The Wild Blackburn Rover

23 May 2015 | Author: | Comments Off on The Wild Blackburn Rover

A balance at home that we’ve yet to get right

They say the league table never lies, and in the case of Blackburn Rovers’ Championship campaign so far it’d be hard to provide a reasonable argument against that.

Currently sitting in a comfortable if less than exciting mid-table spot, I’d say the table paints a very realistic portrait of what Gary Bowyer’s men have produced up to this point – 16 games in and we’ve been a veritable mixed bag of the good, the bad and the indifferent.

At Ewood Park this season, we’ve been a strange animal. After lighting a fire under our backsides with two excellent showings against Bolton and Barnsley, Rovers seemed to have settled into a steady pattern of solidity and safety, which itself carries it’s own matrix of pros and cons.

Saturday’s ultimately lifeless 0-0 draw at home Reading was the perfect illustration of this season’s Blackburn Rovers – the Ewood Park version.

For as good as we were at the back, we lacked any sort of variety and purpose up front. In the last five games at home, Rovers have plundered 2 goals, that’s TWO. That’s mediocre to say the very least.

It would make for all the more dismal reading if the other half of the story didn’t redeem the situation somewhat.

In those very same last five games we’ve conceded a solitary goal. Which for the increasingly audible bashing of our manager, is well worth a moment of praise. Defending is as much a skill in football as attacking is.

It’s absolutely not as exciting and headline grabbing as bagging a hat-trick would be and rightly so, but sorting out our, in recent times, awful defensive set up has long needed doing. it’s far from a finished article, especially away from home, but it’s better.

Gary Bowyer’s tactics at Ewood even indicate as much, playing with one up front is often frowned upon (more on that later) but it is very much a give yourself a foundation job at home under Bowyer.

The undeservedly slaughtered Jason Lowe and the often injured Lee Williamson are not in the side for their attacking prowess – they both have a remit to pick up the loose stuff that comes out of defence and to impose themselves on matters. With both of them in football’s proverbial engine room our shape is well maintained, we look strong when trouble is brewing and all the essential ground is covered with a minimum of fuss.

If you think I’m waffling and talking jibberish, take a stray look at that hour of action from Dickson Etuhu in the recent away game at Brighton. Then come back and observe the work of the tandem of Lee/Jason on Saturday. I know which I’d prefer, you’re frankly mad or have your super-strength Lowe bashing goggles on if you feel differently.

Maintaining possession under Bowyer is not the woeful chore and frustration it has been in previous campaigns and thank Christ on a bike for that. It will stand us in good stead in the long run, as being a dependable unit is always the first rung on the ladder to being a good unit.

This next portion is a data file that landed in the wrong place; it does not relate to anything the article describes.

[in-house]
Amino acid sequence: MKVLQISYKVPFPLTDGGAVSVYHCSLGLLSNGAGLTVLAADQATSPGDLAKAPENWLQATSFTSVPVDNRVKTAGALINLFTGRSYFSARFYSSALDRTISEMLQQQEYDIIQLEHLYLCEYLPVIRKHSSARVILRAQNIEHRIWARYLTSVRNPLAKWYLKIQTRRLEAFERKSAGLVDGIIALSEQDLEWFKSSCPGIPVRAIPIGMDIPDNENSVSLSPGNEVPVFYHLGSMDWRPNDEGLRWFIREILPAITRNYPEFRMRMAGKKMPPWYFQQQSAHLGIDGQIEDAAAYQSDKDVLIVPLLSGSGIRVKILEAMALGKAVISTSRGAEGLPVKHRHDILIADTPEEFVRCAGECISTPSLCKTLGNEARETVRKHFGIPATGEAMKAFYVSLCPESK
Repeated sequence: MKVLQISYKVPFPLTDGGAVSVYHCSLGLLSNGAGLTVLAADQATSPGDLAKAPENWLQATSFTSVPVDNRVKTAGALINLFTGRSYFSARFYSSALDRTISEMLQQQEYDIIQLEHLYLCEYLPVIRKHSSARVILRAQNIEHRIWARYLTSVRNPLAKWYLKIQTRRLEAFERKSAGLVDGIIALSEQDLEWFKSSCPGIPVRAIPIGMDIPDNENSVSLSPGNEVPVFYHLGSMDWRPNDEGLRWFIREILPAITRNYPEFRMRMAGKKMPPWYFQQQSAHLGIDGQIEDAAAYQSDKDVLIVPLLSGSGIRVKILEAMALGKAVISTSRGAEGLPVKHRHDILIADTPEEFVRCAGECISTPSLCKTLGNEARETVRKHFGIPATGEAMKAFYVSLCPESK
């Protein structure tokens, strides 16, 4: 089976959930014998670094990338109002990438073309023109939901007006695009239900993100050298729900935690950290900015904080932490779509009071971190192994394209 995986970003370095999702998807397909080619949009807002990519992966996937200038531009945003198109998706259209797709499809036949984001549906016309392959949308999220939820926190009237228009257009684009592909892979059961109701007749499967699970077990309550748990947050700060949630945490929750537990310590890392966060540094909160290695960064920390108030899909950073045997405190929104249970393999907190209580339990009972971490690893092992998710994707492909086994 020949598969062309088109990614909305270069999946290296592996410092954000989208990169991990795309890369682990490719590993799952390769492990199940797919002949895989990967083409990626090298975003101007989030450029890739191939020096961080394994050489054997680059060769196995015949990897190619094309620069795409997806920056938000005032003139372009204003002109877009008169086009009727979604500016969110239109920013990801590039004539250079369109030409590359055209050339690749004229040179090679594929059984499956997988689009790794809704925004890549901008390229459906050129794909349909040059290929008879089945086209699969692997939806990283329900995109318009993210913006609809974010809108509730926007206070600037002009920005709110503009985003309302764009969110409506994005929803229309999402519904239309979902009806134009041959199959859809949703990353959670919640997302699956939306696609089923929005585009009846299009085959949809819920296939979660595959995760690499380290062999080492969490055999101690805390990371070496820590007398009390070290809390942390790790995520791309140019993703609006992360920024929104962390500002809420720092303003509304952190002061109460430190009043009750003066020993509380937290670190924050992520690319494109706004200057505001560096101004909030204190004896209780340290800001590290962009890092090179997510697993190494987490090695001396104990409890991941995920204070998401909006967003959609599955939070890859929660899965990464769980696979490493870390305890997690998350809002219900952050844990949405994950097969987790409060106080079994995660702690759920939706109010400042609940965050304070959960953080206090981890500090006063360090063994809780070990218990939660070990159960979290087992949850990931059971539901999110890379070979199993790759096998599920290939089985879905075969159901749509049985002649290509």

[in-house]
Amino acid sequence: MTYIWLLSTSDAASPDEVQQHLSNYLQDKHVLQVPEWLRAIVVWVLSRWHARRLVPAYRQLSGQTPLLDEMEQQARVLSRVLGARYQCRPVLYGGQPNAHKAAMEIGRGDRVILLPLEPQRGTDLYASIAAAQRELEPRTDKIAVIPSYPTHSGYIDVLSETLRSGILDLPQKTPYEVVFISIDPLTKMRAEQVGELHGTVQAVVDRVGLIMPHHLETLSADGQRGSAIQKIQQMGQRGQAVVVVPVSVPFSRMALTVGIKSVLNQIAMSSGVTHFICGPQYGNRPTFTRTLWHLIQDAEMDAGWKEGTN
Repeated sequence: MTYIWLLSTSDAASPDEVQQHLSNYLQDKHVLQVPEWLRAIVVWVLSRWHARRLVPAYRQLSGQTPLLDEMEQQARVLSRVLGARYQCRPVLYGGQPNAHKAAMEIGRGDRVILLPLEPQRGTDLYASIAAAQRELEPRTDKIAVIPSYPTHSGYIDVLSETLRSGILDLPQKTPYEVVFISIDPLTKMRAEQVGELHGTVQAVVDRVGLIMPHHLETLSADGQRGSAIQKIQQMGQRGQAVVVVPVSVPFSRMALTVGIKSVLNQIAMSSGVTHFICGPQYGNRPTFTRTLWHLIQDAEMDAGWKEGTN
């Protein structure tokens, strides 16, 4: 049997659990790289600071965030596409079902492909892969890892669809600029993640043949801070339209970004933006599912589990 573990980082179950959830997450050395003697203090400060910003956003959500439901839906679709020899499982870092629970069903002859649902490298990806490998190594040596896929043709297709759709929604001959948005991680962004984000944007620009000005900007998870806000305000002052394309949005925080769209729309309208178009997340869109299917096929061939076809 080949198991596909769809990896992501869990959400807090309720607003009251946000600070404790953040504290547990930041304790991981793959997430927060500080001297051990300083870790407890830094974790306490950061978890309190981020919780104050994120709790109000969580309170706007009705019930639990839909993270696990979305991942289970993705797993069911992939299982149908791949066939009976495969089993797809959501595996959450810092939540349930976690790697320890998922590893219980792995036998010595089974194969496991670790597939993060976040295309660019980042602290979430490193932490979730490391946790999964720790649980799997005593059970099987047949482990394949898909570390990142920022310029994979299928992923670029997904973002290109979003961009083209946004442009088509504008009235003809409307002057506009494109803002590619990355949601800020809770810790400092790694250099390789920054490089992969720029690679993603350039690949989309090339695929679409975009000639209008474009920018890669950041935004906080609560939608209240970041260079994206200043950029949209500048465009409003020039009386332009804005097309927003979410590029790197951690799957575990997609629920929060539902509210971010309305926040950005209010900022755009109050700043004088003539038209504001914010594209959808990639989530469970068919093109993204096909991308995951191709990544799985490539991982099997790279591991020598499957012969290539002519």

The overriding problem comes when it’s time to turn on the charm and roam forward.

Right now we’re left without a plan B, C and anything not filed under A in attack. One up front suits us well defensively, the proof is in the pudding, but it leaves our main man, the walking wounded Jordan Rhodes where he is most vulnerable. With Leon Best on the club’s naughty step and fellow part-time gangster rapper DJ Campbell on the F.A. equivalent it leaves Jordan cutting a lonely figure.

There is nobody meaningful to throw on in the dying embers of game to change things about and it will continue to hurt us.

For all the good Rhodes’ can produce when facing goal, it’s when he’s got his back to it that he always comes up short. His hold up play on Saturday was borderline amateurish and his only solace came in hitting the turf looking to bag a set piece, it was a bad day at the office.

Rovers are screaming out for an alternative up front – a bigger presence or a player with pace to break the defensive line – anything just to make opposition defences use their brain rather than just stick to the required formula. At this moment in time our plan is to either find Josh King who goes on a heroic, ultra quick but equally clumsy fumble with minimal end product attached to it down the left or work in Tom Cairney on the right, who himself is a little wasted (as in misused not alcoholically challenged) out on the right and always needing to cut inside onto his much more accurate left foot.

It’s not the most inspiring and it won’t trouble the more organised defences that the Championship has to offer. Recent outings against Charlton and Huddersfield further back that up.

The return to (temporary) fitness of David Dunn will certainly help, he’s been sorely missed. As will the return of the often frustrating, occasionally inspiring Ruben Rochina who are sadly pretty much our only two flair players. But having a couple of useful alternatives to sit behind Rhodes only enhances the temptation to stick him up the business end all on his lonesome.

At this juncture, the problem lies in getting the right balance between attacking threat and defensive calm whilst also getting the best out of our star striker, it’s a balance we’re yet to get right in home games which is forever the bread and butter of any productive campaign. The Fam crew of Leon Best and DJ Campbell might not be the answers but they should at least provide Rovers with a bit of variety going forward. at least until we can get our murky hands into the loan and/or January market.

Sadly this is a footballing tactical conundrum that doesn’t have an obvious answer, but it’s one Gary Bowyer needs to solve if we’re going to stand a chance of troubling the right end of the table come crunch time.

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